Also aloe vera gel can be used as a styling agent and helps to lower the pH of the hair to close the cuticles and give your hair more shine.

Things you should know…

During the transitioning process you will see breakage at the point where your natural hair meets your relaxed ends (referred to as the demarcation line). This area is very fragile, and while gentle handling and moisturizing treatments help, some breakage is inevitable.

Detangling time will increase as your natural hair comes forth. Natural hair being more textured than relaxed hair will obviously take more time to detangle. However, transitioners may have a higher detangling time as the point where the natural hair meets the relaxed ends is extremely fragile and thus to avoid breakage, extra caution must be taken.

Not everyone will like your decision
As young naturals this is particularly hard to swallow. We are at a time in our lives when we are looking to be accepted by our peers. The last thing we want is to feel alienated and deemed ugly. However, sometimes we do not give others enough credit. There will be people who will find you going natural a powerful statement and admire your bravery for doing so at a time when straight hair is deemed the only beautiful. Also they may find your new look different and cute.

However, there will always be the naysayers in your life and all you can really do is try to educate them and keep it moving. Your healthy hair and growth will speak for itself. Also, think about it if you allow what others say to play a major role in your decision making, then it speaks volumes as to what the rest of your life will be like.


Posted by on November 17, 2011 in Transitioning


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So What’s My Story?

We all have a story right? Well most of us, on how we decided to what some may seem as joining the “natural hair band wagon” Let me tell you, I am so very thankful for the so-called “natural hair band wagon” because of this “trend” I have discovered something sooooo beautiful, so pure, so devine, ok, well maybe not that deep but I can truly say going natural has been one of the best decisions of my life. I have always wanted healthy hair. I can remember as a young girl being upset that I didn’t have “good hair” like my mother, crazy right?? All I wanted was long, sleek, shiny, hair. Well that was not the case, my hair was kinky and coily & b/c my mom only knew about the hot comb and relaxers to make it straight she opt for the good ole “Creamy Crack” hahahaha who came up with that name, “Creamy Crack” lol. Anyway, I don’t know at what age I received my first relaxer but it must have been very early in childhood because I can’t even think back to a time that I didn’t have a relaxer in my hair.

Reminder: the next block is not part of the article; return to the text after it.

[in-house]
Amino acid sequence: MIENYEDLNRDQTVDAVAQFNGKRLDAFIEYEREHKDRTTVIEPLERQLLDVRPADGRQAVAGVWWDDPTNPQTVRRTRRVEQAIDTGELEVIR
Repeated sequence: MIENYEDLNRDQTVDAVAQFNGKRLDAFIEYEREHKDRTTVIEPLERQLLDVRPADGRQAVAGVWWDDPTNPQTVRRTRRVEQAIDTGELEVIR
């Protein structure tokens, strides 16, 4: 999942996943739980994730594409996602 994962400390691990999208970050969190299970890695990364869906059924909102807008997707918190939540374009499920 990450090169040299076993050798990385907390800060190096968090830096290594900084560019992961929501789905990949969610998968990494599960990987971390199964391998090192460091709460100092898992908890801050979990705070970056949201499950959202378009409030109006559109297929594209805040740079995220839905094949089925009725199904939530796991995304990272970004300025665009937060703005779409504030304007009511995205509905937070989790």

So fast forward, one day I’m looking at youtube videos and I come across a lady who shared her hair regimen and I thought WOW, I can do that but again she had a relaxer, so I began taking better care of my hair, sites like and youtube sensation Ateeya became my new best friends. So after about 2yrs of growing my hair from ear length to almost collar bone I thought how can I get it even healthier? After seeing a few pics of girls with natural hair on facebook the thought began to cross my mind of what would I look like if I were to go without the “creamy crack.” Well, first let me tell you I have never ever in my life, until that point, imagined EVER going without my 6-8wk relaxer; I was a faithful relaxer. But their hair looked healthy and that’s what I was aiming for. So, after consulting with my husband, my stylist at the time, my dad, my mom, my sister, my bestfriend, and whoever else that would listen I decided I wanted to go NATURAL.The journey had begun! THANK GOD FOR YOUTUBE!!! I swear I youtube all day and all night. I spent hrs upon hrs looking videos and I thought OMG this is so serious! I was also a bit relieved because at that moment I felt like I had all the support I needed. All the free advice, tutorials, everything!!

So, on October 1st, 2010 I did the unimaginable, without transitioning, without hesitation, I cut it all off.  One word….LIBERATED. So here I am wanting to give back by inspiring those who have yet to be inspired, those who are considering going natural, and those who have already took the plunge of this new exciting life of being….NATURAL!!!



Who Am I


Well, first let me take this time to THANK YOU all for dropping by my blog. I hope you enjoy yourself and leave with something new and fun to add to your natural hair journey!

Ok, a little about myself. Lets see, my name is Artina. I’m the mother of two little boys, I’ve lived in the south my entire life. I come from a very close knit family full of love and support. Lets see, I’m a dreamer, I love being in love. I like to laugh…a lot! Ummm ohh & I love sleeping, yes sleeping, something I don’t get a lot of with two children (as I yawn). And uhhhh yep that’s about it! Hold up, ohh yeah, I like to eat so I can cook my behind off!!

And last but not least, I’m a Natural Hair Fanantic!!!!


Posted by on November 17, 2011 in About Me